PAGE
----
Novalyne Price Ellis


Novalyne Price Ellis (born Novalyne Price) on March 9th, 1908 in Brownwood, Brown County, Texas, USA. She died at age 91 in Lafayette, Lafayette Parish, Louisiana, USA. She is buried at Clear Creek Cemetery, Bangs, Brown County, Texas, USA.

She was a Texas-born schoolteacher and writer who became close friends with and occasionally dated famed pulp fiction writer Robert E. Howard.

Howard himself did not write much or anything about Novalyne in his letters.

Novalyne's Childhood

Daughter of Homer Hogg Price and Etna Reed Price. She was born during the second year they were married.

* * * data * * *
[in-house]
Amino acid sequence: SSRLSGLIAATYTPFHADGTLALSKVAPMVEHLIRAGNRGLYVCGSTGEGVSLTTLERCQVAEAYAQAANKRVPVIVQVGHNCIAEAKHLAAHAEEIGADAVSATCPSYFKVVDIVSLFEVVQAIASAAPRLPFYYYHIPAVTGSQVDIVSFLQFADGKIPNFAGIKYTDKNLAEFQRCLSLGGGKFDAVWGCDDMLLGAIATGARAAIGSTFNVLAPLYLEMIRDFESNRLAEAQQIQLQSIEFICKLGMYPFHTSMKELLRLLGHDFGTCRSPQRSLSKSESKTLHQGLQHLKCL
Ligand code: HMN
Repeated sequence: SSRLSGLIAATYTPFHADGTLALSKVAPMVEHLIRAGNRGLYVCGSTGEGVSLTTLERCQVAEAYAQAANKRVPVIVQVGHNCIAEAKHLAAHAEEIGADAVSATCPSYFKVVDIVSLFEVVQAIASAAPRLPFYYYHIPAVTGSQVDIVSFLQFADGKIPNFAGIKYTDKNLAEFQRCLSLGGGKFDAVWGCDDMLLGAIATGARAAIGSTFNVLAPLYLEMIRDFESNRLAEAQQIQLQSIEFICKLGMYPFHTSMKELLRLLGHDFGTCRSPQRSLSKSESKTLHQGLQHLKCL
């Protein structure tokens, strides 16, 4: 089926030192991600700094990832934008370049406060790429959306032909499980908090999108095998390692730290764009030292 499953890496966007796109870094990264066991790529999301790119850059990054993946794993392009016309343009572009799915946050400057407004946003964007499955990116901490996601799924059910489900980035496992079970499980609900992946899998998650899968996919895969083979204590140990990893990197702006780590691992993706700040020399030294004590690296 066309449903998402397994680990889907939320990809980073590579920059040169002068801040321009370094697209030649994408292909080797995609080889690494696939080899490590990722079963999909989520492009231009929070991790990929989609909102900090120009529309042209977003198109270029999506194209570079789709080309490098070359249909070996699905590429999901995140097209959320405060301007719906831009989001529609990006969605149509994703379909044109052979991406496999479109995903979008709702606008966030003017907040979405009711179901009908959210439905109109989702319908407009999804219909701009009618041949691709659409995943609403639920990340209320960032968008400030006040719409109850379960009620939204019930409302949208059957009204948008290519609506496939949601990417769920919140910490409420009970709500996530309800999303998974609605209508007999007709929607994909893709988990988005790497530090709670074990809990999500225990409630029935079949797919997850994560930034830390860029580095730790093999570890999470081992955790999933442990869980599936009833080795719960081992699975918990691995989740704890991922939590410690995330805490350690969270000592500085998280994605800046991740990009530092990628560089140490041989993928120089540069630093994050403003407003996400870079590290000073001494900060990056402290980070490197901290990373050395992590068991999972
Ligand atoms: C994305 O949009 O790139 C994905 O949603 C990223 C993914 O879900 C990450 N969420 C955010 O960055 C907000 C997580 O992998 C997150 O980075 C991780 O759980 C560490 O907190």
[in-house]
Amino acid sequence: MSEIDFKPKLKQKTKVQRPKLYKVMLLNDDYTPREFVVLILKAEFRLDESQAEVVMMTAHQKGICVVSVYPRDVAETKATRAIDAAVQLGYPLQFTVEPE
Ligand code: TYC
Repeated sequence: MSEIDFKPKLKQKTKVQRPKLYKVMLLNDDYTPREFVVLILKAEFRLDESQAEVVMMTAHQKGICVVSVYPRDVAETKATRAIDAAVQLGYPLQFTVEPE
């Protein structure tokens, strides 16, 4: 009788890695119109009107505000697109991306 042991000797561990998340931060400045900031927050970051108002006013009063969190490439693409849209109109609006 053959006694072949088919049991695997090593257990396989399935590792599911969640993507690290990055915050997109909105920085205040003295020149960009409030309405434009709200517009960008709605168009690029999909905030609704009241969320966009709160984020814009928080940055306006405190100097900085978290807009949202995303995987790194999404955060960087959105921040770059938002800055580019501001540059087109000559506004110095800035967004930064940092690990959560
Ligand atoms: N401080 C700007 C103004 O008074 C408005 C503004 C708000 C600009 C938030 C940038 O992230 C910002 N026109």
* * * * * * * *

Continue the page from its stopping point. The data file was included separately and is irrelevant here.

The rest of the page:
In 1983 Novalyne self-published a book about the Landrum family. The book was a project started by Etna Reed Price, Novalyne’s mother, and then later finished by Novalyne. It contains the story of Mary Emmaline Landrum, Novalyne’s grandmother, also known as “Mammy” and her family. In the book Novalyne tells us about her childhood:

I suppose, I was a problem child. At the age of nine months, I began talking. By the time I was a year and a half old, I began learning little poems and readings which mother taughc me. Each time we went to town, clerks in stores stood me on the counters, and I said all the poems and other readings I knew. Mother seemed proud of that and also that people gave me nickels and dimes when I spoke for them.